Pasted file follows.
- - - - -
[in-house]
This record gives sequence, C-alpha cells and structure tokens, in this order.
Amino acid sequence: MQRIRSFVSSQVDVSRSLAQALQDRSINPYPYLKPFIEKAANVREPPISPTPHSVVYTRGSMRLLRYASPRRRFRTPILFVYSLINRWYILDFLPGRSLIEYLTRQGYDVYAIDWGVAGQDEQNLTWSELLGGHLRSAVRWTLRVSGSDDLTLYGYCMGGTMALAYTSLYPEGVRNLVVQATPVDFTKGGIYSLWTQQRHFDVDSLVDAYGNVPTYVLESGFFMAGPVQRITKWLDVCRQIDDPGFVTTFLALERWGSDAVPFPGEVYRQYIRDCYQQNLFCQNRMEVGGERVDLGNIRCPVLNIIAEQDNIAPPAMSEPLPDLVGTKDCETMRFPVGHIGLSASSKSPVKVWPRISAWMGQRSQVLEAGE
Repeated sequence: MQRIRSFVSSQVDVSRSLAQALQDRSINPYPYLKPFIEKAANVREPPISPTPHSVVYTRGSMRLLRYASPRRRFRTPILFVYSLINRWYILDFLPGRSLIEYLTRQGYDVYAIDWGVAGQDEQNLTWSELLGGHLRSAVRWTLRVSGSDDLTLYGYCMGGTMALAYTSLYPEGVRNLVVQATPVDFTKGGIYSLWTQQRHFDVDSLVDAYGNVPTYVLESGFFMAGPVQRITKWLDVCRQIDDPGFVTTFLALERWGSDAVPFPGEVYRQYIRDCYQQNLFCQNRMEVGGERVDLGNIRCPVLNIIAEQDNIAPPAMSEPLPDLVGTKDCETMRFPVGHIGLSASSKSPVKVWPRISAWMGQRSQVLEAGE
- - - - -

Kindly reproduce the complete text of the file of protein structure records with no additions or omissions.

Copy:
[in-house]
This record gives sequence, C-alpha cells and structure tokens, in this order.
Amino acid sequence: MQRIRSFVSSQVDVSRSLAQALQDRSINPYPYLKPFIEKAANVREPPISPTPHSVVYTRGSMRLLRYASPRRRFRTPILFVYSLINRWYILDFLPGRSLIEYLTRQGYDVYAIDWGVAGQDEQNLTWSELLGGHLRSAVRWTLRVSGSDDLTLYGYCMGGTMALAYTSLYPEGVRNLVVQATPVDFTKGGIYSLWTQQRHFDVDSLVDAYGNVPTYVLESGFFMAGPVQRITKWLDVCRQIDDPGFVTTFLALERWGSDAVPFPGEVYRQYIRDCYQQNLFCQNRMEVGGERVDLGNIRCPVLNIIAEQDNIAPPAMSEPLPDLVGTKDCETMRFPVGHIGLSASSKSPVKVWPRISAWMGQRSQVLEAGE
Repeated sequence: MQRIRSFVSSQVDVSRSLAQALQDRSINPYPYLKPFIEKAANVREPPISPTPHSVVYTRGSMRLLRYASPRRRFRTPILFVYSLINRWYILDFLPGRSLIEYLTRQGYDVYAIDWGVAGQDEQNLTWSELLGGHLRSAVRWTLRVSGSDDLTLYGYCMGGTMALAYTSLYPEGVRNLVVQATPVDFTKGGIYSLWTQQRHFDVDSLVDAYGNVPTYVLESGFFMAGPVQRITKWLDVCRQIDDPGFVTTFLALERWGSDAVPFPGEVYRQYIRDCYQQNLFCQNRMEVGGERVDLGNIRCPVLNIIAEQDNIAPPAMSEPLPDLVGTKDCETMRFPVGHIGLSASSKSPVKVWPRISAWMGQRSQVLEAGE